Ford Wont Sell Volvo - Fields

By: Glady Reign

Speaking at the manufacturing launch of the 2008 Ford Taurus last week at the Chicago Assembly Plant, top Ford Motor Co. executives suggested Volvo Cars, which the automaker purchased in 1999 for about $6.5 billion, has become too integral to Ford's ongoing engineering and marketing strategy to be carved out of the company for cash.

"Volvo is pretty integrated into Ford right now," said Mark Fields, Ford's president of the Americas. Fields, who is heading up Ford's crucial North American turnaround plan, previously led Ford's Premier Automotive Group (PAG), which oversees the brands Jaguar, Land Rover and Volvo.

After selling the ultra-luxury Aston Martin brand for $848 million in May, the Dearborn automaker is now exploring selling other pieces of PAG to raise more money to support Way Forward - its turnaround plan. The plan aims to close 16 plants, slash 44,000 jobs and revamp the company's Ford, Lincoln and Mercury lineups in hopes of restoring the company to profitability in 2009.

Ford CEO Alan Mulally said that a review of the place Jaguar and Land Rover will play in Ford's portfolio and future will be completed soon. Analysts added those brands, whose dealer and manufacturing operations are entwined, could fetch as much as $8 billion in a sale, according to Citigroup. "Any good business continually reviews its portfolio," Mulally said.

But Fields said that Ford has worked diligently to merge Volvo's operations with Ford's over the past five or so years, especially as the Dearborn automaker tries to remake its image as a safety leader. Most of that integration has been apparent in Ford's European lineup so far, but now the North American division is beginning to enjoy the fruits of the relationship.

Volvo, for one, was instrumental in helping the new Ford Taurus safer, developing crush zones that transfer energy around the passenger compartment in a crash to protect car occupants. Volvo has etched a reputation for safety and dependability. and other auto equipment are famed for the Swedish automaker's safety expertise. This expertise is now being shared to the Ford lineup.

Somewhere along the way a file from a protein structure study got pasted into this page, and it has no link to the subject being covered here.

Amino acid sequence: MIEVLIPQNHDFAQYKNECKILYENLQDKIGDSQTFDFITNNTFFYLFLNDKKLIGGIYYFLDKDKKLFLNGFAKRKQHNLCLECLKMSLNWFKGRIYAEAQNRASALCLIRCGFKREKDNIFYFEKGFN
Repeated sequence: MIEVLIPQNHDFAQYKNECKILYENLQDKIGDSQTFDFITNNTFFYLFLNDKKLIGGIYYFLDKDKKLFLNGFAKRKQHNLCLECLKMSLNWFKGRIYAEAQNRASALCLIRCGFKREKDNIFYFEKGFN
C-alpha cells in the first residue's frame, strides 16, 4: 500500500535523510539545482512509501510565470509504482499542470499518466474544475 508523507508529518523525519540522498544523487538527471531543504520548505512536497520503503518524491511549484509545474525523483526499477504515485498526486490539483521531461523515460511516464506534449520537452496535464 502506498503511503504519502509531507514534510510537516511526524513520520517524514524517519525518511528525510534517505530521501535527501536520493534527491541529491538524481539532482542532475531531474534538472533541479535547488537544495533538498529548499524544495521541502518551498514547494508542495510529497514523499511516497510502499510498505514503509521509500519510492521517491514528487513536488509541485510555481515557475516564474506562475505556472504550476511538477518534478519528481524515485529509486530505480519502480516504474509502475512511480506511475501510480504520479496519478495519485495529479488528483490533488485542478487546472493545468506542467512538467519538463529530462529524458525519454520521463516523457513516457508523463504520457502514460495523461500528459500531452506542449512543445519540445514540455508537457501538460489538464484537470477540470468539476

Ford Taurus has now earned a "Top Safety Pick" from the Insurance Institute for Highway Safety (IIHS). To qualify, a vehicle must earn the highest rating in front, side and rear impact tests and also be equipped with standard electronic stability control.

Fields, who was the architect of the PAG turnaround that has yet to see Jaguar become profitable, did not want to discuss his personal feelings on the possible divestiture of the brand. "At the end of the day, you have to do what is right for the business," he said.

Fredrik Arp, the CEO of Volvo, declined to comment on the company's future as its parent Ford weighs options on divesting some of its units. "The reason I reject going into this speculation and discussion is that it's not in the interest of Volvo car stakeholders, customers, dealers or anybody else, and I don't own the business," said Arp, at the Prague conference organized by the industry publication Automotive News Europe. "I'm here to run Volvo and not to talk about that."

Arp said that Volvo's global vehicle sales rose eight percent during the first five months of 2007, and that he expects the brand to set a new record for unit sales this year. Volvo sells between 430,000 and 450,000 cars a year - far fewer than rivals such as BMW AG and DaimlerChrysler AG's Mercedes unit, each of which sell more than a million vehicles a year.

Earlier this month, Ford said that it has retained financial advisors to scout purchasers of its British brands - Land Rover and Jaguar.

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